While movie choice certainly plays a big role in people's decisions about whether to trek to the neighborhood multiplex, industry executives believe there's something more endemic at work. "Historically when attendance dropped, the key thing would be to blame it on poor product," says Jim Fagerstrom, who until May was senior vice president and CIO at Loews Cineplex Entertainment Corp. in New York. (In January, AMC Entertainment Inc. completed its merger with Loews to create a 415-theater chain.) Yet as attendance trends continue to slide, "there's a general sense in the industry that it's more than poor product now." Theater companies are therefore compelled to "do whatever we can to maximize revenues and decrease costs," says Fagerstrom.
At Loews, IT implemented a business intelligence system that enables managers to monitor variable costs closely. By getting a real-time view into payroll costs per hour, theater managers can more closely align work schedules with actual and anticipated box-office receipts so theaters are neither under- nor overstaffed. Carmike uses a chainwide proprietary system that centralizes administrative functions such as ticket and concession sales tracking and theater staffing levels. The system also allows corporate managers to centrally manage payroll, track invoices and generate reports, all in the name of keeping daily tabs on performance. Cineplex Entertainment LP, a $700-million chain in Toronto, delivers comprehensive performance data to theater managers via individualized portals on the company's intranet, says CTO Jeff Kent.
When it comes to increasing revenue, companies need to improve the overall moviegoing experience and diversify by filling seats any way they can. And convenience is one area where IT can help make improvements. Cineplex is upgrading all its point-of-sale terminals to speed sales at the box office, according to Kent. The company is also "looking at wireless capabilities to bring the box office to patrons," he says. Mobile devices, for example, can sell tickets in parking lots or lobbies and can scan in customers who have printed tickets they bought on the Internet at home. Cineplex is also looking into delivering tickets to cell phones.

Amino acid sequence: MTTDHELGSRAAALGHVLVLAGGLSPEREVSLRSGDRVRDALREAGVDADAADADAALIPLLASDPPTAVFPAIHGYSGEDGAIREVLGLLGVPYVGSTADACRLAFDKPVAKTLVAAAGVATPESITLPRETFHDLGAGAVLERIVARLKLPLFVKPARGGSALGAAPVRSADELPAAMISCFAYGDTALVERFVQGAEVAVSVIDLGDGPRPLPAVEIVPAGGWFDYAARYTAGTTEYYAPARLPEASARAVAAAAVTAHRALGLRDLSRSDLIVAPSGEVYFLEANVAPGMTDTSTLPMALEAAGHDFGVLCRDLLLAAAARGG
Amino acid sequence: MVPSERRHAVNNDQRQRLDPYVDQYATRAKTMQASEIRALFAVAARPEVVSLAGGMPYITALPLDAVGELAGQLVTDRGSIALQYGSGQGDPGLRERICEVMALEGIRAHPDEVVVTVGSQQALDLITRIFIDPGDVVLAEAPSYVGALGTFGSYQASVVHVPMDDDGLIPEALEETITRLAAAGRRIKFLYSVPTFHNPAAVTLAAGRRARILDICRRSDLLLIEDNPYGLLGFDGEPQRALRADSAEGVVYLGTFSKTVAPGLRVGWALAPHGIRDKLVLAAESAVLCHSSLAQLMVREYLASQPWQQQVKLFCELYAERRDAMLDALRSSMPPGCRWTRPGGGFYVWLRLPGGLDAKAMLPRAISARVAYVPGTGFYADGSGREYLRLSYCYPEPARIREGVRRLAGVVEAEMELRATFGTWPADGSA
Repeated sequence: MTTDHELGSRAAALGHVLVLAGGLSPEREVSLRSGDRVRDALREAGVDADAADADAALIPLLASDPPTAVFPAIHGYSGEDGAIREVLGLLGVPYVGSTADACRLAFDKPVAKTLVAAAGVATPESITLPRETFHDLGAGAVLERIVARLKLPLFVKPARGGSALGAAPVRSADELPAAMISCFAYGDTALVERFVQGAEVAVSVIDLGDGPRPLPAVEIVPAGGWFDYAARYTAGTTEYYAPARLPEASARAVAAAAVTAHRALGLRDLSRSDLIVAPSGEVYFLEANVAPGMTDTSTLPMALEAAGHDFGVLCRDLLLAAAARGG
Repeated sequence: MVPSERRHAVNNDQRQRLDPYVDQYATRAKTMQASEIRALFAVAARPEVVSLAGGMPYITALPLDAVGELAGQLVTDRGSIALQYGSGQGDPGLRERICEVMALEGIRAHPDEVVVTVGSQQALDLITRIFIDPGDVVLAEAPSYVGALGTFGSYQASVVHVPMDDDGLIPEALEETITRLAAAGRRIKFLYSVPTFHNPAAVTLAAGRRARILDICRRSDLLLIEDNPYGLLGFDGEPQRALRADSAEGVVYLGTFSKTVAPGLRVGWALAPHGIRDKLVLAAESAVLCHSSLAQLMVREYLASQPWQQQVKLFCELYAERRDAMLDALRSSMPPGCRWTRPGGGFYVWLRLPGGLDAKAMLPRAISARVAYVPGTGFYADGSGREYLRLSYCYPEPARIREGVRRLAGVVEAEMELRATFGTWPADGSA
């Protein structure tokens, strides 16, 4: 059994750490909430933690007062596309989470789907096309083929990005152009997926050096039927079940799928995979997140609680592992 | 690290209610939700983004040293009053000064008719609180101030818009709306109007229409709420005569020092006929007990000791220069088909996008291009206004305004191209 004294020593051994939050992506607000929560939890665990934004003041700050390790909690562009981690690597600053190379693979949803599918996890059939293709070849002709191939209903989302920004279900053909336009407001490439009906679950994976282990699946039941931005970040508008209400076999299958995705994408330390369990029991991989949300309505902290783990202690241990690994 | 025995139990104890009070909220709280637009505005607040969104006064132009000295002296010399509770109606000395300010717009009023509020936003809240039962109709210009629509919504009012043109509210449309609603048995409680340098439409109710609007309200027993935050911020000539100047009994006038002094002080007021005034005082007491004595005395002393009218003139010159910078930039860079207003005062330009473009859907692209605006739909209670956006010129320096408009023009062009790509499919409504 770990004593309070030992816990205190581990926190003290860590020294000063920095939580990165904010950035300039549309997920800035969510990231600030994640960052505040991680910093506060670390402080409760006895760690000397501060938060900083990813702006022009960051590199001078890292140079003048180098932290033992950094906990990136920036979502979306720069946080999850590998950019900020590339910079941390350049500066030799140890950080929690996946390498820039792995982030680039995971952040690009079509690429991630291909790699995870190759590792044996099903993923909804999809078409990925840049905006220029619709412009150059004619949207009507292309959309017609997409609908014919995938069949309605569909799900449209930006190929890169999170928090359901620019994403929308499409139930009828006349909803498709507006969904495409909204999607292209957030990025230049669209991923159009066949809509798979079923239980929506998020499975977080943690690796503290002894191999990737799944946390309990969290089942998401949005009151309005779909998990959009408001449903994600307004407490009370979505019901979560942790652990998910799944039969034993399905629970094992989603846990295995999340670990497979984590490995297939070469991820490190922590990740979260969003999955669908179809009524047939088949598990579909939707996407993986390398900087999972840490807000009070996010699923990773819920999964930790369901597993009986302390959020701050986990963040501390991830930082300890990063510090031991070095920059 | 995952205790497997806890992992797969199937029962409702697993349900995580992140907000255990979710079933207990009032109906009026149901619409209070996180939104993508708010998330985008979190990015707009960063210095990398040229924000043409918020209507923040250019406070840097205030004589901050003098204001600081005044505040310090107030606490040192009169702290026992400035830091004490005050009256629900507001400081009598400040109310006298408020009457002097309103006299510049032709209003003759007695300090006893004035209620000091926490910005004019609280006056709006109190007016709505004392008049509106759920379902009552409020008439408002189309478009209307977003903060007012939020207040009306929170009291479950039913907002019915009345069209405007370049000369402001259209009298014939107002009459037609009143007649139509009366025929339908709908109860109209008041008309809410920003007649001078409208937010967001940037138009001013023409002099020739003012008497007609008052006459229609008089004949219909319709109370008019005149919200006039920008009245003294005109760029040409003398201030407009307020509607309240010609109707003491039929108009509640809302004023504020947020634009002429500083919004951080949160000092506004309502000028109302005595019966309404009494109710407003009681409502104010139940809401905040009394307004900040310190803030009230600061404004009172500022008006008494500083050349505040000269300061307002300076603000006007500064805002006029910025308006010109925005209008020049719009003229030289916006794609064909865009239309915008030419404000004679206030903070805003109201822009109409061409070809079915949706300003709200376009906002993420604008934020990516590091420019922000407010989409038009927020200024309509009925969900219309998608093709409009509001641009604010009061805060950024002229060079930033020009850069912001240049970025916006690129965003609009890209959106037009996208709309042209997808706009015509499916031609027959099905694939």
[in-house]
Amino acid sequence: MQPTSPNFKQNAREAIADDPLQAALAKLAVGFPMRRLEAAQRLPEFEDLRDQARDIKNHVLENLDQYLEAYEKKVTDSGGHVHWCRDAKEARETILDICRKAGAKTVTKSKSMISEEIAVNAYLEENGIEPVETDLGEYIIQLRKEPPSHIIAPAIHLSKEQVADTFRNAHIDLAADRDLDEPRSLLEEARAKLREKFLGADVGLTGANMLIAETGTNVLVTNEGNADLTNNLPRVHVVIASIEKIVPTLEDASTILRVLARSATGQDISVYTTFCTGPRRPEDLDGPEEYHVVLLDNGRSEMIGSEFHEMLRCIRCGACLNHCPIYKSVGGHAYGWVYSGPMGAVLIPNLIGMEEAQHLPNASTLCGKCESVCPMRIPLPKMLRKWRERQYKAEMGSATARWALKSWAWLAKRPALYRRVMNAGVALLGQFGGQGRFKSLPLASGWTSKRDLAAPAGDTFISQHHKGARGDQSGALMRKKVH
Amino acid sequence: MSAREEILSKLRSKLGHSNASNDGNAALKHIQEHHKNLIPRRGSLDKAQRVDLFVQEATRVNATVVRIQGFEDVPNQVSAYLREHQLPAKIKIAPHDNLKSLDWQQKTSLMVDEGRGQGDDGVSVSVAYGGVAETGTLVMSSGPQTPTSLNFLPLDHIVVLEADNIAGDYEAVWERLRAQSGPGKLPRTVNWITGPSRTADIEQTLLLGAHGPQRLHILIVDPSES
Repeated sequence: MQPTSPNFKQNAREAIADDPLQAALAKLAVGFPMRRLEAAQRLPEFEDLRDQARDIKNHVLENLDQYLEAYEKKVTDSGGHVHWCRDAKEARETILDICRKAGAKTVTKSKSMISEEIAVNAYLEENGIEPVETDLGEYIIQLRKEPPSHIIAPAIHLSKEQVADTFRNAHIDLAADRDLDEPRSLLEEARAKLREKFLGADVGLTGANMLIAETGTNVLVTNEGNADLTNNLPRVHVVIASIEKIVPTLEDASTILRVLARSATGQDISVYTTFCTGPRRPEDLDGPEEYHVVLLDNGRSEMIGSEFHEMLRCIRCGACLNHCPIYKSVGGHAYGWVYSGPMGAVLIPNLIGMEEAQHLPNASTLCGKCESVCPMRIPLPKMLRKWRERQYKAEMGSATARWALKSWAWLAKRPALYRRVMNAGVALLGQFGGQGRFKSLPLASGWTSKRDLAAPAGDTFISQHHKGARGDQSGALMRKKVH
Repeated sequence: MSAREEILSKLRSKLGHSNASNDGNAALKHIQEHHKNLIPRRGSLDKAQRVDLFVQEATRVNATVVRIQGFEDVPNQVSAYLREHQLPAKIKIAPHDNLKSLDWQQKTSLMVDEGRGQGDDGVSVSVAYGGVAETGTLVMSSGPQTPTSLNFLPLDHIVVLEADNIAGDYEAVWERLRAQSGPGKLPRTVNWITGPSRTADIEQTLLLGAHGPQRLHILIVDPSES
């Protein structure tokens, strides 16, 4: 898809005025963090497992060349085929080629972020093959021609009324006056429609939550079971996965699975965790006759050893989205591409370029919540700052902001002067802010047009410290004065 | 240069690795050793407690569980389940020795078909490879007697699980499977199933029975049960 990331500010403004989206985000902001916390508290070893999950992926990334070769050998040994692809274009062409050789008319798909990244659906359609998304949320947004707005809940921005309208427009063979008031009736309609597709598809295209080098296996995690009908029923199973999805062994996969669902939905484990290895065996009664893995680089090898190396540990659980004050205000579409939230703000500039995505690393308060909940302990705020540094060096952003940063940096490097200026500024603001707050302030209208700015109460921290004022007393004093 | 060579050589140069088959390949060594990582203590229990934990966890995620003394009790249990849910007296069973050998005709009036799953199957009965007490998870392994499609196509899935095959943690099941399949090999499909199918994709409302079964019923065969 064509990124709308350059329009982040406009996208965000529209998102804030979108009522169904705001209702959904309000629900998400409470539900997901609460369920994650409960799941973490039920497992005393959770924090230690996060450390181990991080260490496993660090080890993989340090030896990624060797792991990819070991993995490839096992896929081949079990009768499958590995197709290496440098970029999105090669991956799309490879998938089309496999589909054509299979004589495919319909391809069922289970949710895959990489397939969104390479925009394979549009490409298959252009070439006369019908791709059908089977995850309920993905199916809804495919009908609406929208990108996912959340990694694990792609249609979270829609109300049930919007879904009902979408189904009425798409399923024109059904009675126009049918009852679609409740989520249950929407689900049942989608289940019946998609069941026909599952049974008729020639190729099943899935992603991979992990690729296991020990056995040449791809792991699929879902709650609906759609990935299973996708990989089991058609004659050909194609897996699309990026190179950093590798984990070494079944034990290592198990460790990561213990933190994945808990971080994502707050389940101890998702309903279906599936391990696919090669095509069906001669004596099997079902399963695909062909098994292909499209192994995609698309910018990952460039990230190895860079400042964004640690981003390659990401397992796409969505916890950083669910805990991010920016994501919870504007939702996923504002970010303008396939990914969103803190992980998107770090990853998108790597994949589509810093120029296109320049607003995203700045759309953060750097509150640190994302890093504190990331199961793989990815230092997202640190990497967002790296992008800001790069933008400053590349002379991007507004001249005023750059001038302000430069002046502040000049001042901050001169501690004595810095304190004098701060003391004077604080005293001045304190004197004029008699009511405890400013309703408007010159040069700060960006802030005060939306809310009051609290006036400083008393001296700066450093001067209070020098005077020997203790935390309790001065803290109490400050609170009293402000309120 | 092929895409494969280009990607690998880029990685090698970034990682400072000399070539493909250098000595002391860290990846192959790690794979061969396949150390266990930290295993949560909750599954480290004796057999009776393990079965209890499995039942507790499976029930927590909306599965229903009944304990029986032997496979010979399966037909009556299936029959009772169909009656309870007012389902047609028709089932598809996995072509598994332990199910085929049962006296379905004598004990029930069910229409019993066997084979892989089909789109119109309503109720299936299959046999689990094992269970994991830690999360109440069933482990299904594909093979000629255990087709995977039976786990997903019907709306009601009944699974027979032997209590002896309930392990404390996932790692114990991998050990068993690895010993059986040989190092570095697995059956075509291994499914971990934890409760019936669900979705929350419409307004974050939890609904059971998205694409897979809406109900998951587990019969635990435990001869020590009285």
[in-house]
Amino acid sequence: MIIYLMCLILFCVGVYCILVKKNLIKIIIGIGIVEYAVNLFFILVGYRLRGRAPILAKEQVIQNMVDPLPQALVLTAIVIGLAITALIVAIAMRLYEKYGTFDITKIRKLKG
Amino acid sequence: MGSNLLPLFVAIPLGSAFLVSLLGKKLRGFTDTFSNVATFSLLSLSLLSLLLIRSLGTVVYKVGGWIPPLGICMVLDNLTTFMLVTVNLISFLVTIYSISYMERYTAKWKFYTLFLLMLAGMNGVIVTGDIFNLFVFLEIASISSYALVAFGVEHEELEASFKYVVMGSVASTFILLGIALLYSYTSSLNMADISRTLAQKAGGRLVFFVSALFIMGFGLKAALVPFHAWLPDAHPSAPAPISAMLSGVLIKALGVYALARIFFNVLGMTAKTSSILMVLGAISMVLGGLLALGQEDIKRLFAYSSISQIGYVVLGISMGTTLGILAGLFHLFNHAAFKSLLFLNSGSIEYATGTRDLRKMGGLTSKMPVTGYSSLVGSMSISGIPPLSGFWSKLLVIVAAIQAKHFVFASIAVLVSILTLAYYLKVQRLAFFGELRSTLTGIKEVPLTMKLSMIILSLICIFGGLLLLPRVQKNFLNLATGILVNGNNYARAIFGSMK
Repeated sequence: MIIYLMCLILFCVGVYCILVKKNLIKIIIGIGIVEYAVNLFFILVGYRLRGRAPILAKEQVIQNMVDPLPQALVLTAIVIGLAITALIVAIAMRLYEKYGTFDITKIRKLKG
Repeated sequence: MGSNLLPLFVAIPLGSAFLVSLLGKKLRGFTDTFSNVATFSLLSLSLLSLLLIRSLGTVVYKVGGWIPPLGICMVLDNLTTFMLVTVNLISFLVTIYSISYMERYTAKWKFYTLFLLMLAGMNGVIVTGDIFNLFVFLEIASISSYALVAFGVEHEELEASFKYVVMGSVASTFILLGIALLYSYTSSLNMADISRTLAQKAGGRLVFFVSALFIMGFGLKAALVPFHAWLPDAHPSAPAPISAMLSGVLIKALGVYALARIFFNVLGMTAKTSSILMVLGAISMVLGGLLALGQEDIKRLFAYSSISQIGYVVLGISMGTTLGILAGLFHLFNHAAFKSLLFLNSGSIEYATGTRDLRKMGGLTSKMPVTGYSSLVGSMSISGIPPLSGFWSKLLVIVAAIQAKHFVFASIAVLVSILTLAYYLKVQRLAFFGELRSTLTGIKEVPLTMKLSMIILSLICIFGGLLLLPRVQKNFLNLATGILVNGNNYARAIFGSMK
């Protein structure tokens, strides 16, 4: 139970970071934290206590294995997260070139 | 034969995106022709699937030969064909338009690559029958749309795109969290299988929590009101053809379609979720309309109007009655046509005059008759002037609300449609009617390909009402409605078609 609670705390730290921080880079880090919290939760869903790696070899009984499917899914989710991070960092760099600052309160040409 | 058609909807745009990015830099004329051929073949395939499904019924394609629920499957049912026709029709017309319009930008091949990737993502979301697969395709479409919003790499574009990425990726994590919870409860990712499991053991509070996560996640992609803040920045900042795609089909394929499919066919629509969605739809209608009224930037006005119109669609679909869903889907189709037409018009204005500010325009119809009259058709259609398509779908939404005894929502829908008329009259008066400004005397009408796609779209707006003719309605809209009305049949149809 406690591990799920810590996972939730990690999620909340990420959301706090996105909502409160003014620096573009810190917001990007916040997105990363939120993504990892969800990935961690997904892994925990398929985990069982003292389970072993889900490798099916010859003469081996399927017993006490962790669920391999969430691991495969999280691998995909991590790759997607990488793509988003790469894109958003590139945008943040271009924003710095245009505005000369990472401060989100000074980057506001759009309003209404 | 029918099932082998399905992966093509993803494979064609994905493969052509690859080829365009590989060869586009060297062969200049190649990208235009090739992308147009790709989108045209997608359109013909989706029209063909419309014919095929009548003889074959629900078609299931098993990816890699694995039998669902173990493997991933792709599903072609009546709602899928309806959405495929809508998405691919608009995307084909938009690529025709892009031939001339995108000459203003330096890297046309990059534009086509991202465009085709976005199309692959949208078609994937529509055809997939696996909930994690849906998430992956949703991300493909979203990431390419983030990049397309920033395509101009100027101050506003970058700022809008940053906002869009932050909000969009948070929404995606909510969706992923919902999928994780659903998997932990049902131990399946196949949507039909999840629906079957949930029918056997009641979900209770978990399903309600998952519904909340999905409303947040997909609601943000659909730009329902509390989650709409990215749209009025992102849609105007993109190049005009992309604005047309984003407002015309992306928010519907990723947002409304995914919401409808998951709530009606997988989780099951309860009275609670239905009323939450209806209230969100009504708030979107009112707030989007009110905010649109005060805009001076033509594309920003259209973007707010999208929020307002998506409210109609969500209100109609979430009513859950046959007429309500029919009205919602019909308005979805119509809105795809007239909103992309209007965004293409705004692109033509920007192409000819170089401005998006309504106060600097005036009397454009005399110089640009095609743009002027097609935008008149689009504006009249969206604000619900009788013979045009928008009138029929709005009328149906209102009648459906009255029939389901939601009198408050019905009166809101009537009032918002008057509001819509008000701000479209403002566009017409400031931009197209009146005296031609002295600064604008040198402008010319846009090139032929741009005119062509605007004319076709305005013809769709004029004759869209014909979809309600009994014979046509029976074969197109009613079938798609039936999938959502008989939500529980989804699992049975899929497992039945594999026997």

At Landmark Theatres, a chain of 290 screens owned by Cuban and Wagner, vice president of IT Paul Duchouquette says that using customer-facing technology to boost convenience is a priority. Landmark, which exhibits art-house films, is installing kiosks throughout theaters so customers can buy tickets and concessions when the theater is crowded. "The kiosks provide a consistent experience and contribute to our loyalty program," Duchouquette says. Landmark's loyalty program aims to establish a sense of community among customers via online newsletters and exclusive screenings.
Cineplex is also launching a loyalty program. By the end of the year, patrons will swipe a loyalty card whenever they make a purchase; the theater will then link that transactional data with general demographic data to get a clearer window into its customer base, says Kent. In return, customers will receive discounts or free screenings.
More Than Movies
Companies aren't betting their business on movies alone or even on the onscreen advertising that increasingly is a part of any movie's preshow. Making facilities available for corporate events, college classes, pay-per-view sports and concerts are strategies most companies are pursuing in order to fill theaters at times they would otherwise be empty; according to McAlpine, many seem to be having some success with these alternate uses.
Through its partnership with Microsoft, Cineplex hosted a weekday event in which people played the Halo 2 video game, which was projected on theater screens. The company also offered a pay-per-view Bon Jovi concert the day before the band released its latest CD. To accommodate such uses, theaters are Web-enabled and equipped with the latest digital cinema technology.
Even as movie attendance flags, many in the industry believe that a segment of the population will continue to choose a trip to the theater over a DVD. There's something about the communal experience that has infinite appeal. "Going to the theater and seeing a movie on a 60-foot screen is way better than seeing it at home," says Kent. "Comedies are funnier and scary movies are scarier when you see them with a crowd."
Megan Santosus, a former senior editor at CIO Decisions, is now a features editor for SearchDataCenter.com. Write to her at email@example.com.
This was first published in June 2006